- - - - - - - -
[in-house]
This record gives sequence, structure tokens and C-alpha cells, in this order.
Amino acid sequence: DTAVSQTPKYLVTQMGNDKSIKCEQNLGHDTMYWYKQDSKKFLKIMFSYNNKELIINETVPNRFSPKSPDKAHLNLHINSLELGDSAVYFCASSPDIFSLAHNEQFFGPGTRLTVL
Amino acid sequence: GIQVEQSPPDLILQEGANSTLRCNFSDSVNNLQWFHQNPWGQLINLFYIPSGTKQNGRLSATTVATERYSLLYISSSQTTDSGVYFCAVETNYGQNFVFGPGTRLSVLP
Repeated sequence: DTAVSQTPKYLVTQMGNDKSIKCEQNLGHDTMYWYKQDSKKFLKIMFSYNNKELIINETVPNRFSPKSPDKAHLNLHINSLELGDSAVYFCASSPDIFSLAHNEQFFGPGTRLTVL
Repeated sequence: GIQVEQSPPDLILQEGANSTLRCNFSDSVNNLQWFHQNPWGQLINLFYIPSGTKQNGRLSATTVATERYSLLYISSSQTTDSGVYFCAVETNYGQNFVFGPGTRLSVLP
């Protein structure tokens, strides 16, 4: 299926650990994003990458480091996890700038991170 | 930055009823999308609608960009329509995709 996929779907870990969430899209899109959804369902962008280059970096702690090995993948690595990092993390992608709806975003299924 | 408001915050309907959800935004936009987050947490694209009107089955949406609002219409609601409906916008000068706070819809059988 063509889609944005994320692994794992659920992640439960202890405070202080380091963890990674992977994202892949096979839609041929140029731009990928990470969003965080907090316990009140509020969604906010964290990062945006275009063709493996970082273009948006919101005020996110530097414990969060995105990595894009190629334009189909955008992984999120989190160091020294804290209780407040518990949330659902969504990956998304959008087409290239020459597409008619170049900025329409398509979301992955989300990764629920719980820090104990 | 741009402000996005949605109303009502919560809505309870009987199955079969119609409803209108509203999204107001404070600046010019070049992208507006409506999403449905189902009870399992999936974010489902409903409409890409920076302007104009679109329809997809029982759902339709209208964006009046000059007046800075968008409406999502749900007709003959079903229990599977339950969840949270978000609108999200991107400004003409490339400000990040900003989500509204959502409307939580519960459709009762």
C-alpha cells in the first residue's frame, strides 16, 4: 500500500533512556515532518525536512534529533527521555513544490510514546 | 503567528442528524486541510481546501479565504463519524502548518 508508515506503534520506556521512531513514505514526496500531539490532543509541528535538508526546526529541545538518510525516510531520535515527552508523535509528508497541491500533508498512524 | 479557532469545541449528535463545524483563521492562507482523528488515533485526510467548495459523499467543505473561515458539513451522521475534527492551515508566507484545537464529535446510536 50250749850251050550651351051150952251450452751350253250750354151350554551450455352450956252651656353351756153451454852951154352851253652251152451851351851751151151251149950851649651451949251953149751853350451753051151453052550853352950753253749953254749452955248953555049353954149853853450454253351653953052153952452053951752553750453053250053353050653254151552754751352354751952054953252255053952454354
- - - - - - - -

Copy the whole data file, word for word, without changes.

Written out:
[in-house]
This record gives sequence, structure tokens and C-alpha cells, in this order.
Amino acid sequence: DTAVSQTPKYLVTQMGNDKSIKCEQNLGHDTMYWYKQDSKKFLKIMFSYNNKELIINETVPNRFSPKSPDKAHLNLHINSLELGDSAVYFCASSPDIFSLAHNEQFFGPGTRLTVL
Amino acid sequence: GIQVEQSPPDLILQEGANSTLRCNFSDSVNNLQWFHQNPWGQLINLFYIPSGTKQNGRLSATTVATERYSLLYISSSQTTDSGVYFCAVETNYGQNFVFGPGTRLSVLP
Repeated sequence: DTAVSQTPKYLVTQMGNDKSIKCEQNLGHDTMYWYKQDSKKFLKIMFSYNNKELIINETVPNRFSPKSPDKAHLNLHINSLELGDSAVYFCASSPDIFSLAHNEQFFGPGTRLTVL
Repeated sequence: GIQVEQSPPDLILQEGANSTLRCNFSDSVNNLQWFHQNPWGQLINLFYIPSGTKQNGRLSATTVATERYSLLYISSSQTTDSGVYFCAVETNYGQNFVFGPGTRLSVLP
């Protein structure tokens, strides 16, 4: 299926650990994003990458480091996890700038991170 | 930055009823999308609608960009329509995709 996929779907870990969430899209899109959804369902962008280059970096702690090995993948690595990092993390992608709806975003299924 | 408001915050309907959800935004936009987050947490694209009107089955949406609002219409609601409906916008000068706070819809059988 063509889609944005994320692994794992659920992640439960202890405070202080380091963890990674992977994202892949096979839609041929140029731009990928990470969003965080907090316990009140509020969604906010964290990062945006275009063709493996970082273009948006919101005020996110530097414990969060995105990595894009190629334009189909955008992984999120989190160091020294804290209780407040518990949330659902969504990956998304959008087409290239020459597409008619170049900025329409398509979301992955989300990764629920719980820090104990 | 741009402000996005949605109303009502919560809505309870009987199955079969119609409803209108509203999204107001404070600046010019070049992208507006409506999403449905189902009870399992999936974010489902409903409409890409920076302007104009679109329809997809029982759902339709209208964006009046000059007046800075968008409406999502749900007709003959079903229990599977339950969840949270978000609108999200991107400004003409490339400000990040900003989500509204959502409307939580519960459709009762």
C-alpha cells in the first residue's frame, strides 16, 4: 500500500533512556515532518525536512534529533527521555513544490510514546 | 503567528442528524486541510481546501479565504463519524502548518 508508515506503534520506556521512531513514505514526496500531539490532543509541528535538508526546526529541545538518510525516510531520535515527552508523535509528508497541491500533508498512524 | 479557532469545541449528535463545524483563521492562507482523528488515533485526510467548495459523499467543505473561515458539513451522521475534527492551515508566507484545537464529535446510536 50250749850251050550651351051150952251450452751350253250750354151350554551450455352450956252651656353351756153451454852951154352851253652251152451851351851751151151251149950851649651451949251953149751853350451753051151453052550853352950753253749953254749452955248953555049353954149853853450454253351653953052153952452053951752553750453053250053353050653254151552754751352354751952054953252255053952454354